Split threatens old Cebu group

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Saturday, May 3, 2014

DON'T look now but trouble may be brewing in one of the oldest Filipino-Chinese associations in Cebu. A petition is being circulated asking for more transparency in the administration of the association’s affairs.

A member told me at breakfast yesterday that he saw the petition but begged off from signing it because he didn’t want to make enemies. But he said he fully supports the call for more transparency.

The petition is seen as an effort to break the alleged total control of a single family over the association. This situation has allegedly given rise to conflict of interest in certain transactions entered into by the management of the association.


The association reportedly earns a net income of between P500 million to P1 billion a year from its business operations but because it is a charitable organization, it is not allowed to declare dividends. Its members include most of the oldest and wealthiest Chinese families in Cebu.

Since those who are reportedly behind the petition are also influential members of the local Chinese community, you can expect a real dogfight. Third parties are desperately trying to arrange a truce between the two groups but the way things look, it is a matter of time before the conflict escalates and breaks into the open.


Also yesterday morning, I had a very interesting discussion with another friend, a dear one whose counsel I hold in high esteem. The issue was about “moment of truth.”

In customer service, moment of truth refers to that “instance of contact or interaction between a customer and a firm that gives the customer an opportunity to form an impression about the firm.”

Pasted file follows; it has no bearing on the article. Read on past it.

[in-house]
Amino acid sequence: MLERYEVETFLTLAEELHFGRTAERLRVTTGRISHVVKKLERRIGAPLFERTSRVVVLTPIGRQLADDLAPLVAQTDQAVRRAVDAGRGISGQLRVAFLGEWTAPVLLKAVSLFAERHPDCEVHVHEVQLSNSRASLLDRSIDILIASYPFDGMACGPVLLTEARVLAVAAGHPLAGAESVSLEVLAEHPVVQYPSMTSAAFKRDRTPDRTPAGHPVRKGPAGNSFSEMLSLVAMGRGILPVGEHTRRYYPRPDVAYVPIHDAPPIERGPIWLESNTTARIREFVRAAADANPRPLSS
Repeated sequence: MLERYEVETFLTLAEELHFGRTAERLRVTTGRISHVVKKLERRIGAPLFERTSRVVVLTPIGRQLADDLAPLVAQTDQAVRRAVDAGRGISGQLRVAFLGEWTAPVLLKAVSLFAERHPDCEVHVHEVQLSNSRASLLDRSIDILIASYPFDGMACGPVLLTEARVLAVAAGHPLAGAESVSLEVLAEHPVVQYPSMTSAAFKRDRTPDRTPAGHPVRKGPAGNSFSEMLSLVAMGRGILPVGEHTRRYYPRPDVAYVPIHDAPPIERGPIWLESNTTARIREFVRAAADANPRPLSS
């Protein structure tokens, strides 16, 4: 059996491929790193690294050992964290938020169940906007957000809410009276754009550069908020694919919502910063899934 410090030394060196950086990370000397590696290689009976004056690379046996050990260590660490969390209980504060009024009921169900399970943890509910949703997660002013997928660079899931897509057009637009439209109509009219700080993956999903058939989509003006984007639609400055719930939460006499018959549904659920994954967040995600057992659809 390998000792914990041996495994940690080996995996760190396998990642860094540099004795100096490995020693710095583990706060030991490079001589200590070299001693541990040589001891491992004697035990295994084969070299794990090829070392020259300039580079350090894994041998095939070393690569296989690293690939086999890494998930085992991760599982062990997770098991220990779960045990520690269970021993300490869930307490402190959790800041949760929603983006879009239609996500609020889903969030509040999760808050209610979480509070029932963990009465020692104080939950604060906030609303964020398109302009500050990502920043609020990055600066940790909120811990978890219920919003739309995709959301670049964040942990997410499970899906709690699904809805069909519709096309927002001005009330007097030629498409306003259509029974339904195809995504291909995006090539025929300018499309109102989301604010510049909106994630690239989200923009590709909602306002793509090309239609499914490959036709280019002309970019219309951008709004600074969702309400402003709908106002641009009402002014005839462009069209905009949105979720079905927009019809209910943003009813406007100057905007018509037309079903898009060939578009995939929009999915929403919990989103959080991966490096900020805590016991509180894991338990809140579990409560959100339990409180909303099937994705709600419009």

In bullfighting, it is “the point when the matador is about to kill the bull.”

In ordinary life, it is “the moment at which one’s character, courage, skill, etc. is put to an extreme test.” It is when you form the impressions that are most lasting.

Many years ago, I asked a local company to honor an obligation that the courts ruled was lawfully owed to a poor family. That, to me, was the moment of truth not only for the company but also for the family that owned it. Sadly, they flunked it.

The family in whose behalf I intervened never got the money due them. It was a small amount but it could have gone a long way in helping them survive the loss of their breadwinner. I’m not sure, though, who lost more: the poor family or the rich one, who said they believe in palabra de honor but whose words I cannot trust.


I was a gangling 15-year-old when I moved to Cebu in search of my place in the sun.

The first time I heard my first 5 p.m. fire department siren (we lived in Sikatuna-Bonifacio near the Parian fire station), I nearly fell down the stairs in panic. I haven’t heard a siren until then.

I nearly got lost when I passed by Colon for the first time because I was so engrossed looking at the pictures I did not notice that my uncle had left me.

When I went to a movie house for the first time, I tripped and rolled to the lowest level of the balcony section because I didn’t know it had stairs. There were no movie houses where I came from. There is none until now.

You could buy a bottle of Coke for twenty centavos. Fare on a Subaru Sambar jeepney to Urgello was ten centavos. With twenty five centavos, you could watch two movies at Gala theater.

The city is much different now. I have also learned to live differently but every now and then I wished things were they were when I was 15.

Published in the Sun.Star Cebu newspaper on May 04, 2014.


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